On the second floor of Lewis Thomas Lab at Princeton University, researchers are working to better understand the complex interactions between environmental conditions and human DNA.
At the University of Michigan, researchers are using magnetic resonance imaging to study the brains of adolescents from disadvantaged backgrounds. And researchers at Stony Brook University are examining what affects sleep patterns among such teenagers.
These projects and many others have been made possible by the Fragile Families and Child Wellbeing Study — a research project based at Princeton and Columbia University that has built an unmatched trove of data by following 3,700 children born to unwed parents in large U.S. cities from their birth in the last years of the 20th century well into adolescence.
The study has gathered information on the children's physical and mental health, cognitive function, social-emotional skills, schooling and living conditions, as well as the makeup, stability and financial resources of their families.
Using that information and data on a control group of children born to married parents, the Fragile Families study has played a foundational role in helping researchers understand the capabilities and deficits of unmarried parents and the challenges faced by their children. Results of the research have painted a detailed — and worrisome — portrait of these unmarried parents and their children.
"Most of these unmarried parents wanted to marry and had 'high hopes' for a future together at the time of their child's birth," said Sara McLanahan, the William S. Tod Professor of Sociology and Public Affairs, director of Center for Research on Child Wellbeing, and principal investigator for the Fragile Families study. "At the same time, over a third of these parents had not finished high school, and only 3 percent had a college degree. A large proportion of the fathers — nearly 40 percent — had spent some time in jail or prison. In short, the story was 'high hopes and low capabilities.'"
As compared with children born to married parents, those born to unmarried parents have lower scores on cognitive tests, more mental health problems and more physical health problems such as asthma and obesity, even after taking account of differences in their families' economic resources.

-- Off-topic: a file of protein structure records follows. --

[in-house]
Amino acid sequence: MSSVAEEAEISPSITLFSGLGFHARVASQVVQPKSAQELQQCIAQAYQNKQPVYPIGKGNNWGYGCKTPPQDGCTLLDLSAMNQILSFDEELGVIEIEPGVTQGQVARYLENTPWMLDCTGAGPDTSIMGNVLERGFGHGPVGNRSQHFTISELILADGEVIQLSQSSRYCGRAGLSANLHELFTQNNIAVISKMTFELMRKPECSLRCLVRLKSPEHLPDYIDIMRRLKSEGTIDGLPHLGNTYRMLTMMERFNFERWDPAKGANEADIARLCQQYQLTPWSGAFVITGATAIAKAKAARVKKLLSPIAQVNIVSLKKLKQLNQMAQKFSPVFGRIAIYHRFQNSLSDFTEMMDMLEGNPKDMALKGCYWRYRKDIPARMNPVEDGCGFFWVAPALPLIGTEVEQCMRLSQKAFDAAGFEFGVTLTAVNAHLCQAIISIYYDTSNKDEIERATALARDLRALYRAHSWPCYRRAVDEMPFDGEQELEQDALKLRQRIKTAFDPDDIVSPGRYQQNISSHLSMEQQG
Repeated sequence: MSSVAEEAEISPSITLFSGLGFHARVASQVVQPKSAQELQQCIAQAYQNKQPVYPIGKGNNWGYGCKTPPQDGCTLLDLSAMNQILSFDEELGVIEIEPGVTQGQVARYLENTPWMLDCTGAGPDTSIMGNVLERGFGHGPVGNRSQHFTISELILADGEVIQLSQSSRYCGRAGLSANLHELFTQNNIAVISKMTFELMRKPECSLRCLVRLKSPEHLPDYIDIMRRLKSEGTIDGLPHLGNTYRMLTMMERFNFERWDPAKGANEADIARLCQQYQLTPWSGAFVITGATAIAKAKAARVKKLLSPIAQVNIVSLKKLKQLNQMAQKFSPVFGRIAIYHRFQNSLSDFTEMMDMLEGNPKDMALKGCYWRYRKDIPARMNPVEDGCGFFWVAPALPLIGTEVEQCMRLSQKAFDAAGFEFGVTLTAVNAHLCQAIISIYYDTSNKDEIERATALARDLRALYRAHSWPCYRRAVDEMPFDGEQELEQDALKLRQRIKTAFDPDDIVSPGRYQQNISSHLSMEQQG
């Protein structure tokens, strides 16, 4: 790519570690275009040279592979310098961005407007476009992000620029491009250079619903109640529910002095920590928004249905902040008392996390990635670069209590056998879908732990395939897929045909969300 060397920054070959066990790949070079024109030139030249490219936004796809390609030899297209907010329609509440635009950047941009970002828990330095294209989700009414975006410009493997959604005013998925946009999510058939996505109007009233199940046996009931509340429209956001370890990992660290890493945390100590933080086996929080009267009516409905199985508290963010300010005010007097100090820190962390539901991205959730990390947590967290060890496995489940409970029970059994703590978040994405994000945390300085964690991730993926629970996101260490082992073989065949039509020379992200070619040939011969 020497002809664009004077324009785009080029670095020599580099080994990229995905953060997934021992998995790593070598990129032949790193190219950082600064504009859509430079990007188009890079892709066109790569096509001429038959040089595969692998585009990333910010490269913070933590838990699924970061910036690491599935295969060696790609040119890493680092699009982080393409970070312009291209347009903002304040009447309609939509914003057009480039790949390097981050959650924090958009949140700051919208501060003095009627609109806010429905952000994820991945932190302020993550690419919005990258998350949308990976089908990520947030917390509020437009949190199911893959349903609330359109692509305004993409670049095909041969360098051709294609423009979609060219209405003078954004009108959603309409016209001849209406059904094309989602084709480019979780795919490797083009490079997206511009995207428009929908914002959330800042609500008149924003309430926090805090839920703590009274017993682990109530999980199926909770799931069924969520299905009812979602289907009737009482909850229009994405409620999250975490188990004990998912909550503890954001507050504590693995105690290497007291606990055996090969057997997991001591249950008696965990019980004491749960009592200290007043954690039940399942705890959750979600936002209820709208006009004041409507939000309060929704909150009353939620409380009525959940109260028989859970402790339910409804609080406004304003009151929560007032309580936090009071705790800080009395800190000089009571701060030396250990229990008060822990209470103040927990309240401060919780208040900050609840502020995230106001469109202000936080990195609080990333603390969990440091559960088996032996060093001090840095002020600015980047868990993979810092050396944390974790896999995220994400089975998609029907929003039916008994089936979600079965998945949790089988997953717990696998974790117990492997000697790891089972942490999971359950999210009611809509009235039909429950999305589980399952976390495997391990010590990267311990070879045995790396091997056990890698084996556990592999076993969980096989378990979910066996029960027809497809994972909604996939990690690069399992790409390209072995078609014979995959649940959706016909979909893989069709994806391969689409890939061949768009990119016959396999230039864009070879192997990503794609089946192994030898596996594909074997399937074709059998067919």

The Fragile Families data, which cover a diverse group of families with many from disadvantaged backgrounds, have also proven important to researchers studying a wide range of related topics. More than 6,000 researchers have accessed the project's publicly available data. The data have been used in more than 550 articles in peer-reviewed journals, 46 books and book chapters, 85 dissertations, and more than 80 working papers. Princeton students often use the data for their senior theses.
"The Fragile Families study has inspired numerous new scholars — in sociology, demography, economics, psychology and the biomedical sciences — to focus their research on child wellbeing," said Christina Paxson, president of Brown University, who was a principal investigator on the study during her time on the Princeton faculty. "The investigators have not only made it a priority to make the data readily available. They have also offered numerous data workshops that help graduate students and early-career researchers learn about the great potential of the study."
The emergence of 'fragile families'
The percentage of births to unwed parents in the United States began to rise around 1960, and by the late 1990s, about 35 percent of all children were born to unmarried parents. Combined with a decline in divorce, this trend meant that most single mothers and most fathers owing child support had never been married.
"There was considerable debate over the nature of these partnerships, with some people arguing they were 'one-night stands' and others arguing they were much more committed," McLanahan said.
With prompting from Ron Mincy, then an official at the Ford Foundation, which had funded some of their earlier work, McLanahan and her colleague and husband Irwin Garfinkel, the Mitchell I. Ginsberg Professor of Contemporary Urban Problems at Columbia, began to study what Mincy termed "fragile families."